Associated British Foods, which seems able to monitor suppliers in its food business, needs to get over to the sub-continent and start paying proper attention to the clothing side - Primark - that is the major source of its growing profits. And so do other retailers. There's no good going in with a big stick and threatening to source shirts and jeans elsewhere. They need to negotiate, to help the factory owners to understand how everyone could and would benefit if they cleaned up their act.
And they need to tell their customers what they are doing.
There's no use being coy. We are grown up enough to realise there's no instant solution, that conditions won't change overnight. There is a natural fear among brands that if they admit that they source goods from sweatshops or places where child labour is rife, they will be exposed on Panorama or by some intrepid print journalist and be ruined. So the media have to be responsible, too, and look for progress and what is good, not simply at wide-eyed children who make a good photograph - and who might starve if they were forbidden to work.
People in the West who care about the people who produce their food, clothes, toys, iPads must realise that boycotts will hurt only the workers at the bottom of the production line. That a little progress here and a bit more there is to be encouraged and not sniffed at as inadequate.
But the Government also needs to engage fully and bring pressure to bear on fellow governments, to offer incentives to drive out corruption. It's a tough task, especially when you consider that at least 10 per cent of Bangladesh's 300 MPs are factory owners and that many government officials also have a financial interest in an industry that is responsible for 80 per cent of the country's exports.
Dhaka clearly needs to put its own house in order and start by revamping the factory inspection regime. Human Rights Watch reported last year that there were just 18 government inspectors to keep tabs on more than 100,000 Dhaka factories.
Gameoldgirl has written two articles on this subject in the past couple of weeks (you can bet there will be more). The first concerned the circumstances of the disaster, workers' conditions and the predicament shoppers find themselves in when trying to buy ethically.
I know that the little red sewing machine idea seems simplistic. I know that setting up a regulatory authority can be complicated. I know that it's hard to be certain that every element in the supply chain is squeaky clean. But does that mean it's not worth trying? It was encouraging to find support for the little red sewing machine from the likes of Livia Firth and Luella Bartley, and if more big names in the fashion world were to join the campaign, we could make it fly.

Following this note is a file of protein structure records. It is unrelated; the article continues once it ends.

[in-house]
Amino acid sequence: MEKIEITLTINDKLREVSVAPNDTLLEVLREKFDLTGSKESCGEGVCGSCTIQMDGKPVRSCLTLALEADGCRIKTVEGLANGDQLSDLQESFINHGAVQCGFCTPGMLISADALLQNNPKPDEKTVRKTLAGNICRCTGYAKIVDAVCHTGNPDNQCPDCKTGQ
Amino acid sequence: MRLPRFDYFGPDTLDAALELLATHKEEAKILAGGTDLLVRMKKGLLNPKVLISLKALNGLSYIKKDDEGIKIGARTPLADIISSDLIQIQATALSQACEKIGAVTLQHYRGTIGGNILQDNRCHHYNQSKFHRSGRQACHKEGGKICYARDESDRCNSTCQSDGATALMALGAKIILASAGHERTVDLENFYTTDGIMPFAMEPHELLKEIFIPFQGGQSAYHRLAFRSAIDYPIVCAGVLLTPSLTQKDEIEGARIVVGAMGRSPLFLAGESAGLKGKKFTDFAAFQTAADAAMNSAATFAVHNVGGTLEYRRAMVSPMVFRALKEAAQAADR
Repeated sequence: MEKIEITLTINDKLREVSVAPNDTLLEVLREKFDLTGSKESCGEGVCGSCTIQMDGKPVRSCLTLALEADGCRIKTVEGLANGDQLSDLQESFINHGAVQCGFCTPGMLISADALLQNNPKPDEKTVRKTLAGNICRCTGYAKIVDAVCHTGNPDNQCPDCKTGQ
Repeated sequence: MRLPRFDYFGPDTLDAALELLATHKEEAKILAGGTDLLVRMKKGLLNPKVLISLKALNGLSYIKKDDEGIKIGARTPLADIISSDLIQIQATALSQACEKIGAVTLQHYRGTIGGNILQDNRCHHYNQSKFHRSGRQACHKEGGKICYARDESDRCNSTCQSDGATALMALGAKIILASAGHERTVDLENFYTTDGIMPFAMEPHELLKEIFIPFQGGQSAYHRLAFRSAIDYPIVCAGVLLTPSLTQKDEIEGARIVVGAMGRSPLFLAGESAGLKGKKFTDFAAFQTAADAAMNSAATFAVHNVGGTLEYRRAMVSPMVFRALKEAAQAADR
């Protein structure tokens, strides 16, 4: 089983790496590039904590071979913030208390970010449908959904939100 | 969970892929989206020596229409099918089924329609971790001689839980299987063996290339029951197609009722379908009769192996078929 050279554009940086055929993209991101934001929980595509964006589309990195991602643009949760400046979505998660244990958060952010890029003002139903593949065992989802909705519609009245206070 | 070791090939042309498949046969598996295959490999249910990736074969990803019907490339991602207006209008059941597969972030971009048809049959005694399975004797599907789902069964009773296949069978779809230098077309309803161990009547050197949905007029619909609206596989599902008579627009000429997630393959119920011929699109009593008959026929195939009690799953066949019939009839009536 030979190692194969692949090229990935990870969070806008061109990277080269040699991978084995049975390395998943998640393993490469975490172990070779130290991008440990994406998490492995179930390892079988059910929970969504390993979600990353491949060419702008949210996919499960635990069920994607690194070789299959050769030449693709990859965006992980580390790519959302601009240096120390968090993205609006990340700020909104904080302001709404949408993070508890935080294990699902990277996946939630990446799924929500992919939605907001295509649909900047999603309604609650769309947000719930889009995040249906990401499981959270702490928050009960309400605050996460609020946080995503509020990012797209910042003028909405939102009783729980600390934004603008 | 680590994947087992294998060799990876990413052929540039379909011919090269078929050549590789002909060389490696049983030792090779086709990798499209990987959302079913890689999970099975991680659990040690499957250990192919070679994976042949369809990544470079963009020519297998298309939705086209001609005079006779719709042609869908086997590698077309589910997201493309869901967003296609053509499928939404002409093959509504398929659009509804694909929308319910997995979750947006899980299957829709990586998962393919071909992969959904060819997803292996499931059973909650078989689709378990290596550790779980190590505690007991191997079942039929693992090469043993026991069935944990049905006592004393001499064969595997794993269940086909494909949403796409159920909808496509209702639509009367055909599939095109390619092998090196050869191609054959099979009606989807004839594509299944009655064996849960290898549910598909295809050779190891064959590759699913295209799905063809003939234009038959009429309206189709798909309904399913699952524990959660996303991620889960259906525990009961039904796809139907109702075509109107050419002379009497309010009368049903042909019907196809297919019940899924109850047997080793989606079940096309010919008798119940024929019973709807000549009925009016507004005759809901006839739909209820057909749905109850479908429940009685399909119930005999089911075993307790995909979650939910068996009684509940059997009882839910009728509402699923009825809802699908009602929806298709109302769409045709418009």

The second post fleshed out the little red sewing machine idea.
There is an argument that such labelling wouldn't have prevented the tragedy last month because it would concern only working conditions and sourcing, and not the structure of the building. ABF has not (as I write) signed up to a code of safety for buildings in spite of a petition signed by tens of thousands urging it to do so. The company says it is pursuing its own course of action. But if it wants customer support, it needs to be open and frank about its approach.
One know-nothing woman tapping away at a laptop can't save the world, but there are others out there who are thinking along similar lines. The pressure is growing and the issue is beginning to move out of the blogosphere and into mainstream media.
Events of the past two weeks may have created a momentum that will eventually require our high street chains to look to themselves and come up with real solutions rather than excuses.
There were people in the 19th century who said the world couldn't function without slaves. There were people in the 20th century who said apartheid in South Africa would never end. There were people in this century who never imagined you could have a computer the size of a paperback.
Given the evidence of humankind's ability to overcome hurdles and make huge social and technical strides when the will is there, how can we say today that there will never be a fully ethical fashion supply chain?
If you need convincing of the importance of this issue, look at the collection of pictures below taken since the disaster on April 24, and read this report from the Independent Europe Daily Express of a surviving factory worker's fears for the future.
Please back the campaign by spreading the word, putting forward ideas and tweeting using the hashtag #littleredsewingmachine.